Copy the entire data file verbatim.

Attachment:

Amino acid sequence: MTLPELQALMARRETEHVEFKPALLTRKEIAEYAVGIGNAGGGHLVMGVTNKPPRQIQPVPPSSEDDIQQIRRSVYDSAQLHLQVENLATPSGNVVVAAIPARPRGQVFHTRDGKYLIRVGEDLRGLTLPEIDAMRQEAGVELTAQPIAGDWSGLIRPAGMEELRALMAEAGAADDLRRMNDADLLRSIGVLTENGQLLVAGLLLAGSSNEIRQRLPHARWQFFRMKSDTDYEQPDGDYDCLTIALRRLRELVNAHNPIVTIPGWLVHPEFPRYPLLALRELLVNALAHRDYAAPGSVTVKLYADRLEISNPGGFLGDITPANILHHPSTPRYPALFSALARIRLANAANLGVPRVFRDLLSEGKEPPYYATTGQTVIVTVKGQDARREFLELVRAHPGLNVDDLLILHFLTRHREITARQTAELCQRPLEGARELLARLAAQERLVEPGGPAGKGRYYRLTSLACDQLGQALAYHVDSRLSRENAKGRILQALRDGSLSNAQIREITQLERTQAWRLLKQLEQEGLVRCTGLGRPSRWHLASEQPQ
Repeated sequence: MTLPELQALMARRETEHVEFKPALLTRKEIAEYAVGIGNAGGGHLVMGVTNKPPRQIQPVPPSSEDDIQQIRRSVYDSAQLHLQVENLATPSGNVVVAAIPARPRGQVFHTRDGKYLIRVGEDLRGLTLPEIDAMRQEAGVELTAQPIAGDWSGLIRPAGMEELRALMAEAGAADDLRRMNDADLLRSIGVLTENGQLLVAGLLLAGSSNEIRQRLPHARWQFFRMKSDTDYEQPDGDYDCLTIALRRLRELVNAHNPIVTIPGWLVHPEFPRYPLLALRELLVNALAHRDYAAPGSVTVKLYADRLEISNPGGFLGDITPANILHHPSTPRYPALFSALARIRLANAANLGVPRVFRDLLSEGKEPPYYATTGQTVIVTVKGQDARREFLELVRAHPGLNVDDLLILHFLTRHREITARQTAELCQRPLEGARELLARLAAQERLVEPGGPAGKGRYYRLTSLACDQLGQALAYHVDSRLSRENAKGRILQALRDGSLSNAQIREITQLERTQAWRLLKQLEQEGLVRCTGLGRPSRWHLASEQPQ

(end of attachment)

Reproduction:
Amino acid sequence: MTLPELQALMARRETEHVEFKPALLTRKEIAEYAVGIGNAGGGHLVMGVTNKPPRQIQPVPPSSEDDIQQIRRSVYDSAQLHLQVENLATPSGNVVVAAIPARPRGQVFHTRDGKYLIRVGEDLRGLTLPEIDAMRQEAGVELTAQPIAGDWSGLIRPAGMEELRALMAEAGAADDLRRMNDADLLRSIGVLTENGQLLVAGLLLAGSSNEIRQRLPHARWQFFRMKSDTDYEQPDGDYDCLTIALRRLRELVNAHNPIVTIPGWLVHPEFPRYPLLALRELLVNALAHRDYAAPGSVTVKLYADRLEISNPGGFLGDITPANILHHPSTPRYPALFSALARIRLANAANLGVPRVFRDLLSEGKEPPYYATTGQTVIVTVKGQDARREFLELVRAHPGLNVDDLLILHFLTRHREITARQTAELCQRPLEGARELLARLAAQERLVEPGGPAGKGRYYRLTSLACDQLGQALAYHVDSRLSRENAKGRILQALRDGSLSNAQIREITQLERTQAWRLLKQLEQEGLVRCTGLGRPSRWHLASEQPQ
Repeated sequence: MTLPELQALMARRETEHVEFKPALLTRKEIAEYAVGIGNAGGGHLVMGVTNKPPRQIQPVPPSSEDDIQQIRRSVYDSAQLHLQVENLATPSGNVVVAAIPARPRGQVFHTRDGKYLIRVGEDLRGLTLPEIDAMRQEAGVELTAQPIAGDWSGLIRPAGMEELRALMAEAGAADDLRRMNDADLLRSIGVLTENGQLLVAGLLLAGSSNEIRQRLPHARWQFFRMKSDTDYEQPDGDYDCLTIALRRLRELVNAHNPIVTIPGWLVHPEFPRYPLLALRELLVNALAHRDYAAPGSVTVKLYADRLEISNPGGFLGDITPANILHHPSTPRYPALFSALARIRLANAANLGVPRVFRDLLSEGKEPPYYATTGQTVIVTVKGQDARREFLELVRAHPGLNVDDLLILHFLTRHREITARQTAELCQRPLEGARELLARLAAQERLVEPGGPAGKGRYYRLTSLACDQLGQALAYHVDSRLSRENAKGRILQALRDGSLSNAQIREITQLERTQAWRLLKQLEQEGLVRCTGLGRPSRWHLASEQPQ